I was introduced to crud a short while after I was introduced to the spherical gas bearing. (This bearing was the engineering tour de force at the literal and metaphorical center of the Autonetics G6 and G9 gyros.) I do not recall the exact circumstances of my first experience with a gas bearing, but it is very likely one which  involved a bearing which had failed to start rotating after power had been applied to the motor. What better way to inform a newly minted engineer about “black crud”. The term “Black crud” was the generic name given to the contaminating material often observed in failed gas bearings after disassembly. The term “black crud” had thus been inserted into my engineering lexicon where it has remained until this day. After I had decided to write of my experiences with “black crud”, I realized I did not know much about the words “black crud”. When I am faced with questions of that sort, I seek answers by entering the appropriate words into the Google search engine. After I entered the word “crud”, the search engine returned the usual avalanche of possibilities. The word “crud” is apparently completely generic in that it can range in meaning the noxious substances found in sewers to a more modern computer acronym. The word “black” has more specific meanings ranging in context from physics to psychology. I used the term “black crud” sans a definition for many years, but everyone seemed to know what I meant nonetheless. Thanks to the Google search engine, today I would say that “black crud” was the unknown substance found in failed gas bearings. It is the presumptive immediate cause for the failure of the bearing. The primary source of the “black crud” is usually not revealed by inspection of the in situ “black crud”. All bearing “crud” appears black due to the minute quantity of “crud” allowed by the very small dimensions of the gas bearing gaps. In my experience, staring at deposits of “black crud” will not reveal what it is, but trying to understand how it got there may yield clues as to origin. Even the use of marvelous machines of modern science such as the infrared spectrophotometer may not yield a satisfactory answer to the questions of origin being asked. Lifting a deposit of “black crud” and removing it without contamination is an art form mastered by only a few technicians. The first name of one such person was, very appropriately we thought, Merlin.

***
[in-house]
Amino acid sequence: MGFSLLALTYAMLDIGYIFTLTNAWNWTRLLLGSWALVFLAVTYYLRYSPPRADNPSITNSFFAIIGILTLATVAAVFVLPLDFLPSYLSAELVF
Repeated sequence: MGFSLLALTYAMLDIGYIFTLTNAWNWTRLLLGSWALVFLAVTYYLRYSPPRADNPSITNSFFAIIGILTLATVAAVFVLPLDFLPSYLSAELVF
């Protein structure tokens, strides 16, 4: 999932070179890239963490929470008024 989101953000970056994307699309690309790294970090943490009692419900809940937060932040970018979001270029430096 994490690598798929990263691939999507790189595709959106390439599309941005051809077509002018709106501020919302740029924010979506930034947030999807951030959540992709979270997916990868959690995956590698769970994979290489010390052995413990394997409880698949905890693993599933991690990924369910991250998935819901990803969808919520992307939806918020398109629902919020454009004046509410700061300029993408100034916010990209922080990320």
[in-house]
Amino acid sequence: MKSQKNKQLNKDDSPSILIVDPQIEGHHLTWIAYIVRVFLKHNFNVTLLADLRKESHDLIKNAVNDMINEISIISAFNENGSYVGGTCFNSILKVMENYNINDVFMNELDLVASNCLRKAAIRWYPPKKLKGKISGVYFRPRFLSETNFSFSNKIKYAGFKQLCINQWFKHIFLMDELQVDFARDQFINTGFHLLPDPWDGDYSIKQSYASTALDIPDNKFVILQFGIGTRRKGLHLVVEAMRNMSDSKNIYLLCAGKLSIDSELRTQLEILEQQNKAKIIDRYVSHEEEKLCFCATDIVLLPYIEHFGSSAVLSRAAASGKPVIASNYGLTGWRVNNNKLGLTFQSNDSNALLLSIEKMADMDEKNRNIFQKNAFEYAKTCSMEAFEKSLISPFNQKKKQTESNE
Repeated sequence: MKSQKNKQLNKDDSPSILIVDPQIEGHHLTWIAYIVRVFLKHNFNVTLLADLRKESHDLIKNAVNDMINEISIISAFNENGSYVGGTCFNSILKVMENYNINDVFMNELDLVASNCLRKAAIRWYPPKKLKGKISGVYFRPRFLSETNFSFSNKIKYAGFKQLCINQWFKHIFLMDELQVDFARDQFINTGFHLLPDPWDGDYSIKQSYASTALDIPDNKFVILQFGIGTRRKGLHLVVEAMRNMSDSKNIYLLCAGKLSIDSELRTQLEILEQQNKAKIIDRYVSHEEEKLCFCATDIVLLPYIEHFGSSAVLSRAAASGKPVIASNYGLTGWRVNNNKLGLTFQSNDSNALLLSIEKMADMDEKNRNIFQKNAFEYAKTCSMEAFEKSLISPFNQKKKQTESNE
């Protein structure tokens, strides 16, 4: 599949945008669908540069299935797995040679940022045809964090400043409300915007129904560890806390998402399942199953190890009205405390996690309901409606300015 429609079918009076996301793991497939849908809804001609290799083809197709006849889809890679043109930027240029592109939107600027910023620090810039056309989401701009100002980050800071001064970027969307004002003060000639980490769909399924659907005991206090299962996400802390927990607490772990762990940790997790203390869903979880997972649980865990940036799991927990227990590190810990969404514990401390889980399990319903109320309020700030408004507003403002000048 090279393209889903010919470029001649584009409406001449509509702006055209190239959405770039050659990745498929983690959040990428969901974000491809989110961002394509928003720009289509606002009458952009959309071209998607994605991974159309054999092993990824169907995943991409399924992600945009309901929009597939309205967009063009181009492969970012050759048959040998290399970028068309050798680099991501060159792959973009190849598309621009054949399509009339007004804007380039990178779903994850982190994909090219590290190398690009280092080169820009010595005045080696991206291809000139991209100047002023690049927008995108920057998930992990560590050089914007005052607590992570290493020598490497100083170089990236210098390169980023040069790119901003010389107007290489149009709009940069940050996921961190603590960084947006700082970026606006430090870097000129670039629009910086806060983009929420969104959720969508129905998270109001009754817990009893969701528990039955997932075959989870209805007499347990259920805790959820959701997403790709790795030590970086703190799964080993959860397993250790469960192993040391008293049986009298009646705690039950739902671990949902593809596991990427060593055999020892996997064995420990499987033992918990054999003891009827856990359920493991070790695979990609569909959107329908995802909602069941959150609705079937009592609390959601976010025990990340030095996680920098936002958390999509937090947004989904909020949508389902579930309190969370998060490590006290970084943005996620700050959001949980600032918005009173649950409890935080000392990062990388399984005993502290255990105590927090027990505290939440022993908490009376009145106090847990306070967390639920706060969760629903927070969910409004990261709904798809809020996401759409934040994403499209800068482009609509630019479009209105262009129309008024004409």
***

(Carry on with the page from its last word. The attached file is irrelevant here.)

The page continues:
I was assigned the task of disassembling all G6 gyros that failed for any reason during acceptance test, determining the reason for the failure, and appearing monthly in person before the Air Force Minuteman Project Officer to present my findings for each failure. Going to Norton AFB every month was a big deal for us. Despite the serious nature of the assignment, I found it to be a lot of fun. Some of what I presented concerned gas bearing “no start” failures. I remember the times I presented Merlin’s infrared spectrophotometer charts, with their many bumps and dips, of samples of “black crud” taken from  failed bearings. I usually went through the litany of the various hydrocarbons that each bump represented and then delivered the punchline. I once showed them a chart made using a sample of hand cream. It was obvious the “black crud ” lifted from the failed bearing was hand cream. I was glad the Air Force did not have a policy of shooting the messenger or I would not be telling the story as they were not happy. However, most of the “black crud” was found to be the filler material added to epoxy resin in order to lower the thermal coefficient of expansion to a value closer to that of steel. This epoxy resin mixture was used several places inside the gyro and these could become sources of contamination.